European Central Bank President Christine Lagarde surprised markets on Thursday as the bank chose to leave rates unchanged, but there was relief in the form of fresh stimulus measures that included additional EUR 120 billion bond purchases, as the Eurozone is facing a “major shock” from the coronavirus, or Covid-19, outbreak.
Stimulus measures from the ECB also include more ultra-cheap longer term loans, called LTROs, on easier terms to boost lending to households and businesses at a time of crisis.
The supervisory arm of the ECB extended some capital relief to banks by temporarily relaxing the capital buffer requirements.
This is the first quantitative easing move by Lagarde who became the ECB President after Mario Draghi stepped down at the end of October.
Speaking to reporters after the policy decision announcement, Lagarde said the latest decisions were taken unanimously and also that the ECB strategy review is now “clearly deferred”.
“The Governing Council will continue to monitor closely the implications of the spread of the coronavirus for the economy, for medium-term inflation and for the transmission of its monetary policy,” Lagarde said in her introductory statement.
“The Governing Council stands ready to adjust all of its instruments, as appropriate, to ensure that inflation moves towards its aim in a sustained manner, in line with its commitment to symmetry.”
The ECB will make use of all the flexibility embedded in the asset purchase programme framework, Lagarde told reporters.
Lagarde stressed on the need for a stronger fiscal response to deal with the economic impact from the coronavirus outbreak, which was declared a “global pandemic” by the WHO a day earlier.
“An ambitious and coordinated fiscal policy response is required to support businesses and workers at risk,” she said.
Policymakers regard the current shock as severe, but temporary if the right measures are taken by all the players, she told reporters.
She also drew attention to the heightened volatility in the financial markets. After the US Federal Reserve and the Bank of England cut interest rates in surprise moves, the ECB was widely expected to lower its already negative deposit rate, at least by 10 basis points.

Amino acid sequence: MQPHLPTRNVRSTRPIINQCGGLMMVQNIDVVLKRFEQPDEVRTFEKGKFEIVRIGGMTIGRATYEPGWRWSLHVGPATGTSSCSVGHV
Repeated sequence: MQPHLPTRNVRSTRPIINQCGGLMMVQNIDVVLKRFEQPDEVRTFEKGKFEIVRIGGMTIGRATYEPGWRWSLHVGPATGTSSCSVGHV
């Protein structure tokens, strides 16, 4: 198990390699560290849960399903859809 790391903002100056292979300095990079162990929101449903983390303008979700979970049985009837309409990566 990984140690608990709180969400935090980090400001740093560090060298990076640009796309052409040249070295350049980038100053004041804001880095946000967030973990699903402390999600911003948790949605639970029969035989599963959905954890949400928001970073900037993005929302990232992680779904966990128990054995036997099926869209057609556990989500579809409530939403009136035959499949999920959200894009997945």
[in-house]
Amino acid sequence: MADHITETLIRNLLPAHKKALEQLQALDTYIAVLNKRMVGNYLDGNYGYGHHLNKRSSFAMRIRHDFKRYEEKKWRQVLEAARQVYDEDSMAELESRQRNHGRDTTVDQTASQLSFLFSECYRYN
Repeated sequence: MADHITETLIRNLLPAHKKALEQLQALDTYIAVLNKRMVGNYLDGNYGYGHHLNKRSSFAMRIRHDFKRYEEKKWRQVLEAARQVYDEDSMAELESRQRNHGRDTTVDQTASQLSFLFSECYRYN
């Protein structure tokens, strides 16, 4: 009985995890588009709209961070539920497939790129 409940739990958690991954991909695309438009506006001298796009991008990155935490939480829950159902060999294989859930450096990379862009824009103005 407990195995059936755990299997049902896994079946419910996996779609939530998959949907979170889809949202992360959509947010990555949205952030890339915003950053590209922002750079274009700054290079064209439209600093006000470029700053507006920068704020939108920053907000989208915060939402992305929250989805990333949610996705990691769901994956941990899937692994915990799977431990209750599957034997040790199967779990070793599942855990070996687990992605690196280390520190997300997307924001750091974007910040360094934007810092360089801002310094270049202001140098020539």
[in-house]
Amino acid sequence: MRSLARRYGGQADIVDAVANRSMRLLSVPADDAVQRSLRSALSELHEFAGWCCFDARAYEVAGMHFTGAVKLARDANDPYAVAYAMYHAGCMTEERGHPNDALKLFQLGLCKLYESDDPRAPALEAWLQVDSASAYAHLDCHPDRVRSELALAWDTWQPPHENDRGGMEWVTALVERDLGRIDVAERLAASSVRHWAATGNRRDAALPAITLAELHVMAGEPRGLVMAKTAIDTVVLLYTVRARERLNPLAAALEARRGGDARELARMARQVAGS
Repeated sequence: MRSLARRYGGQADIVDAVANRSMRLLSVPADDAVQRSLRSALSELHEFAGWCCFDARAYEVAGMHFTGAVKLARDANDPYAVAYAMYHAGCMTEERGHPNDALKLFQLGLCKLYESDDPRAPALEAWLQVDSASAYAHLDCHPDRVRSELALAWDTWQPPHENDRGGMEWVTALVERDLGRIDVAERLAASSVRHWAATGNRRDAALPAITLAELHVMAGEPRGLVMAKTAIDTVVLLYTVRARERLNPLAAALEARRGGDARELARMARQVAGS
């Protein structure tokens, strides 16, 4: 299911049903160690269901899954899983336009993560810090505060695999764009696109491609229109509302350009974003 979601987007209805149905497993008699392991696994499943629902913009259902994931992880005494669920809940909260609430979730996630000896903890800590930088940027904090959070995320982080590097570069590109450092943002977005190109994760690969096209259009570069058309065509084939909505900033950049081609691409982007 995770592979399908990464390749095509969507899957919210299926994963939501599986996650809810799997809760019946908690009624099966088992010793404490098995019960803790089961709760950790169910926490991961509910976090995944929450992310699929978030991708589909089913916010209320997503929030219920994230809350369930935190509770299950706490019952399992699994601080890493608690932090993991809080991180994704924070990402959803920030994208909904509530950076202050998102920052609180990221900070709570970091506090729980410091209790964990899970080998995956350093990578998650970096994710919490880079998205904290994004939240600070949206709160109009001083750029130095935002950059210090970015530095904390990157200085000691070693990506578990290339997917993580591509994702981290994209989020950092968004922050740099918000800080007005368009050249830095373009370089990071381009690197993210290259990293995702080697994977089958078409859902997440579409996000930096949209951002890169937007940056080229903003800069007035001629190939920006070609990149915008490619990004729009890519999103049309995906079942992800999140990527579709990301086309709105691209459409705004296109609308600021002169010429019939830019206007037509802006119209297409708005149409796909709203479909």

“We are not here to close spreads, there are other tools and other actors to deal with these issues,” Lagarde said. “The response should be fiscal first and foremost,” she added.
The ECB chief pointed out that the monetary policy is not determined by exchange rate variations. She also asserted that the ECB is certainly not at the reversal rate, not at the lower bound.
“The spread of the coronavirus (COVID-19) has been a major shock to the growth prospects of the global and euro area economies and has heightened market volatility,” Lagarde said. “Even if ultimately temporary in nature, it will have a significant impact on economic activity.”
The virus outbreak is a new and substantial source of downside risk to the euro area growth outlook, Lagarde said as she presented the latest ECB Staff macroeconomic projections.
The latest set of projections was compiled before the rapid spread of the Covid-19 in Europe. Still, the euro area growth forecast for this year was sharply cut to 0.8 percent from 1.1 percent.
The projection for next year was lowered to 1.3 percent from 1.4 percent. The outlook for 2022 was retained at 1.4 percent.
The HICP inflation forecasts for this year, next year and 2022 were kept unchanged at 1.1 percent, 1.4 percent and 1.6 percent, respectively.
“The implications of the coronavirus for inflation are surrounded by high uncertainty, given that downward pressures linked to weaker demand may be offset by upward pressures related to supply disruptions,” the ECB said.
“The recent sharp decline in oil prices poses significant downside risks to the short-term inflation outlook.”
The central bank left the refi rate unchanged at 0 percent, the deposit rate at -0.50 percent and the marginal lending facility rate at 0.25 percent.
The previous change was a 10 basis points cut in the deposit rate in September 2019.
The bank also retained its forward guidance on both interest rates and asset purchases.
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